However, the white sport-utility vehicle appears to have entered at one of the few openings in the barricades. The driver then headed along the sidewalk toward the enormous Mao portrait, which hangs over the vermilion-walled “Gate of Heavenly Peace” (Tiananmen) that leads into the Forbidden City, erstwhile home of China’s emperors.

The vehicle appears to have burst into flames after crashing into a guardrail protecting Jinshui Bridge, a small stone pedestrian walkway in front of the gate. Photographs taken immediately after showed plumes of white and brown smoke rising from the scene. It is unclear whether the car carried explosives or whether it caught fire.

“The police were unprepared,” wrote one microblogger, who gave his name as Ma Min and who claimed to have information from witnesses.

Another, writing under the name Chen Renda, complained: “We have yet to hear the story behind the story. What was the real identity of the people inside the jeep? ... Were there weapons found? Were there any pamphlets?”

Best known as the site of the 1989 crackdown on pro-democracy demonstrators, Tiananmen Square is a magnet for protesters and self-immolators.

But most plots are foiled far from the square, such as a 2009 incident in which three people set themselves on fire in a car at the Wangfujing pedestrian mall, reportedly over personal grievances with the government.

The government appeared embarrassed by the apparent lapse in security in the heart of the city.

There was no mention of the incident on the main 7 p.m. news Monday, which led with a report on the 11th meeting of the All China Women’s Federation. A report on the incident aired during the late news.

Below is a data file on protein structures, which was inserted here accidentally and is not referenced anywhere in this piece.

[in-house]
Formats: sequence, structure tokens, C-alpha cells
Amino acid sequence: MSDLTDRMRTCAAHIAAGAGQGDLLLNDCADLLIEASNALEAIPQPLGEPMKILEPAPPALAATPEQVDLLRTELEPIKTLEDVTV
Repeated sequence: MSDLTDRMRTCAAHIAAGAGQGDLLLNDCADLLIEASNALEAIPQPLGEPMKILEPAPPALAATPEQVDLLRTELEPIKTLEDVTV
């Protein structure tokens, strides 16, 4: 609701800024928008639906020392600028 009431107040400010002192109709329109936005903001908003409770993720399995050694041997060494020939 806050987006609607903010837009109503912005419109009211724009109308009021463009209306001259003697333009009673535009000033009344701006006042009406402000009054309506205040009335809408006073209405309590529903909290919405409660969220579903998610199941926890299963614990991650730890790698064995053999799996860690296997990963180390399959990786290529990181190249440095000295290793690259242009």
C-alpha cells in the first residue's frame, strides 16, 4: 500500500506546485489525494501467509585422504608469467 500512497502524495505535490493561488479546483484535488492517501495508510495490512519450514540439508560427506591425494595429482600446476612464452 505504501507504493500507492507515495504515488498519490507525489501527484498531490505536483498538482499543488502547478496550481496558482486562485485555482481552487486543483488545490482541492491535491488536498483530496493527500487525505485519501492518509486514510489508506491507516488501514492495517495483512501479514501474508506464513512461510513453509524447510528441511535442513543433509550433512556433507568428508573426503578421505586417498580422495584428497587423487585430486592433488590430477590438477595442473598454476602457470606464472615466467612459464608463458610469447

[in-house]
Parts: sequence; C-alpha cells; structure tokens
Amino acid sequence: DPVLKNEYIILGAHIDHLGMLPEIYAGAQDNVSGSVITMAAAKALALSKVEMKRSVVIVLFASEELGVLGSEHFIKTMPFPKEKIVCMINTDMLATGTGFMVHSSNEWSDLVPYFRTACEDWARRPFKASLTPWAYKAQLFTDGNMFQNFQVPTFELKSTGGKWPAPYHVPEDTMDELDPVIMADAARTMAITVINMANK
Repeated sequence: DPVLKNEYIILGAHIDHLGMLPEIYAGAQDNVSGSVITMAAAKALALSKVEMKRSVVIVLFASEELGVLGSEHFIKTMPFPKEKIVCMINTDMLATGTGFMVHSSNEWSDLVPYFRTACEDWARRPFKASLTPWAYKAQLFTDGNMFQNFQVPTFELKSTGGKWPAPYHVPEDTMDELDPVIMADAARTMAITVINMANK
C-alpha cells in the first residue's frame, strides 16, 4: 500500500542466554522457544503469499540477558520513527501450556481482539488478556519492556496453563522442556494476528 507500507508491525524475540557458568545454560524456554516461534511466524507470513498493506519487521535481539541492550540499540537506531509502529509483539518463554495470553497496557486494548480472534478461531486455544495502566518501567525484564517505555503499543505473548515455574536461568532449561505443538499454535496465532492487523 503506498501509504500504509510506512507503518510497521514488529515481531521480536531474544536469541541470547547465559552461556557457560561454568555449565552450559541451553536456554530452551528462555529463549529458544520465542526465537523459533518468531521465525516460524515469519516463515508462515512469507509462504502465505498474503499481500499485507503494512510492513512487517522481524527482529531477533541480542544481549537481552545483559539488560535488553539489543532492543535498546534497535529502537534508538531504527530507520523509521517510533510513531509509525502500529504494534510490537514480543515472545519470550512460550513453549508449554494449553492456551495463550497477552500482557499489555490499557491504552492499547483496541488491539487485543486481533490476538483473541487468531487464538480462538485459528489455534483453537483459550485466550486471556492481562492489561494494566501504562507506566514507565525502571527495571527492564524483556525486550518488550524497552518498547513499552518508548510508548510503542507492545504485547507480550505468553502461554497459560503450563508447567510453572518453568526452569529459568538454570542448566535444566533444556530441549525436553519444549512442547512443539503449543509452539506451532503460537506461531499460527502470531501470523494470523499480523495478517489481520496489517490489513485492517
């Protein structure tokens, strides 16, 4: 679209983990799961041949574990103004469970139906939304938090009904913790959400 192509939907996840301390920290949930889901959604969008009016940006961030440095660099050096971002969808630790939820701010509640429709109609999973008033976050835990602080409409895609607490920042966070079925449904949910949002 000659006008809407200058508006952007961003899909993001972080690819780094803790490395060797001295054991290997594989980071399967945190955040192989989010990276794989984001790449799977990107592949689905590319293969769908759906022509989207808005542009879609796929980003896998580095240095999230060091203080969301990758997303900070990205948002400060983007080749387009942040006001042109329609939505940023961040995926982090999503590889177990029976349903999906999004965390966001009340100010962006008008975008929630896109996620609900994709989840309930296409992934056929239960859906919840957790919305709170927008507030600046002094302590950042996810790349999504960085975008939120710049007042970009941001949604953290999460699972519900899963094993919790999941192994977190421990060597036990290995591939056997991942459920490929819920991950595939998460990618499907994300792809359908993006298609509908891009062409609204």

Beijing police closed off subway stations near the square after the crash and blocked vehicles and journalists.

Using high-pressure hoses, workers scrubbed the sidewalk clean and there was no trace of fire or explosion.

Senior members of the Communist Party are to convene next month inside the Great Hall of the People, which is on the west side of the square, for a plenum to chart the nation’s economic future.

Mao’s mausoleum lies to the south and Zhongnanhai, the compound of the top leadership, just behind the vermilion walls to the west.

The restive Uighur region of Xinjiang has frequently been the scene of violence, usually involving knives and homemade explosives. In July 2009, more than 150 people, mostly ethnic Han Chinese, were killed in street fighting in Urumqi, the worst ethnic violence in modern China in decades.

In April, residents of Pichan alleged that a Han man had hacked to death a 7-year-old Uighur boy.

In the aftermath, dozens were killed in Lukchun, which is part of the same county, in retaliatory attacks by Uighurs on Chinese police and authorities.

Uighurs have said they were protecting themselves after Chinese authorities tried to arrest people for expressions of religion.

About 9 million Uighurs live in Xinjiang and face discrimination in employment, education and the practice of their religion, according to human-rights advocates.